“Mandatory GE labeling fails every test: scientific, economic, legal and common sense.”
"Demands were made for governmental protection against unseen, unlikely, and often largely imaginary risks. The products of the new biotechnology often were regarded as though they were mysterious and alien substances transported here from another galaxy, instead of the result of precise and well-understood scientific processes."
In the same book, Miller refers to biotechnology as "the closest thing to a free lunch in the technological firmament."
Miller is an outspoken advocate of Genetically Modified Organisms (GMOs). In February 2014 he wrote an op-ed for the New York Times entitled "We Need G.M.O. Wheat," with Jayson Lusk, professor of agricultural economics at Oklahoma State University.
In September 2015 Miller wrote an article for Forbes entitled “Supreme Court Free-Speech Decision Clobbers GMO Food-Labeling Activists”.
Two years earlier, Miller also wrote an article for Forbes in October 2013 entitled “Mandatory Labeling Of Genetically Engineered Foods Deserves A Warning Label Of Its Own”.
In 2004 Miller and political scientist Gregory Conko published a book entitled The Frankenfood Myth: How Protest and Politics Threaten the Biotech Revolution. In that book, Miller refers to biotechnology as "the closest thing to a free lunch in the technological firmament."
Henry I. Miller also serves as a member of the “scientific advisory board” of the George C. Marshall Institute. The George C. Marshall Institute has been exposed by Desmogblog for its oil and gas industry funded denials of climate change and association with ExxonMobil.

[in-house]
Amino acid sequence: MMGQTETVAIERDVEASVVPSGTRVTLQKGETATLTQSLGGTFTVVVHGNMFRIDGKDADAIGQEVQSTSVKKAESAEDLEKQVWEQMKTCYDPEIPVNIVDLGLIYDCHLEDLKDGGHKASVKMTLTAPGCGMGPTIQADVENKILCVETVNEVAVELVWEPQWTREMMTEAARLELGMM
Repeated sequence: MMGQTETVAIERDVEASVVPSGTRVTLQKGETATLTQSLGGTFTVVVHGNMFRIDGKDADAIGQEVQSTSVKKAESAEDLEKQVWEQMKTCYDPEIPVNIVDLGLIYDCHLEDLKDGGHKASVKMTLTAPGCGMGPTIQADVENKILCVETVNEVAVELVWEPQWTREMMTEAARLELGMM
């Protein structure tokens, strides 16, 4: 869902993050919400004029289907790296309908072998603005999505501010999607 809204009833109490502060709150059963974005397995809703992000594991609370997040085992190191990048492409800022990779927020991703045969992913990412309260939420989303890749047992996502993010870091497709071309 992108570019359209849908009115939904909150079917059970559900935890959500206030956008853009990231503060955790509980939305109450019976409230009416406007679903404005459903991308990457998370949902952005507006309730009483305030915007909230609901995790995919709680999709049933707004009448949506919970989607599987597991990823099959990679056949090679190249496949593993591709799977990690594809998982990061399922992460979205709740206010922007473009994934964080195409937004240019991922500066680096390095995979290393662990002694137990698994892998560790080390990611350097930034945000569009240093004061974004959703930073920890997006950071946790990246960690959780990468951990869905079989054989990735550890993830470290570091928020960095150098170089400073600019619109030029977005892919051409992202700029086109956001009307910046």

In March 2010 Miller wrote an op-ed for the Orange County Register named “Adapt and survive Gore's apocalypse”, which spread discredited global warming science denial.
Defense of Pesticides
In September 2012 Miller and his comrade Gregory Conko co-authored an article entitled “Rachel Carson’s Deadly Fantasies” on Forbes, calling on re-evaluation of DDT, a toxic pesticide banned in the United States since 1972, which has been linked to pre-term birth and fertility impairment in women.
Defense of Tobacco Industry
In March 2012 Miller also published an article on Hoover Institution’s website entitled “The Cigarette Smokescreen”. In this article Miller criticized FDA’s approach to tobacco products.
Right before the Christmas in 2011, Miller wrote an article on Forbes, named “Can Tiny Amounts Of Poison Actually Be Good For You?”. In the article Miller argued the detected levels of radiation from outside of Fukushima Daiichi nuclear power plant were very low could benefit Japanese people.
Financial Ties with Corporations
No On 37 Campaign
As a well-known outspoken GMO defender, Miller was also corporations’ frontline warrior in the “No On Proposition 37” Campaign. Proposition 37 was a Mandatory Labeling of Genetically Engineered Food Initiative in California and it was defeated in 2012. Campaign was funded largely by the biggest six GMO and pesticide corporations, like BASF, Bayer, Dupont, Dow Chemical Company, Syngenta, and Monsanto with an estimated $41 million donation. A political campaign management and advertising firm named Winner & Mandabach Campaigns was paid $14.7 million for "TV or cable airtime and production costs" in September 2012. Miller was featured in the most “effective” ad during the campaign, telling voters in California that Proposition 37 “doesn’t make sense”.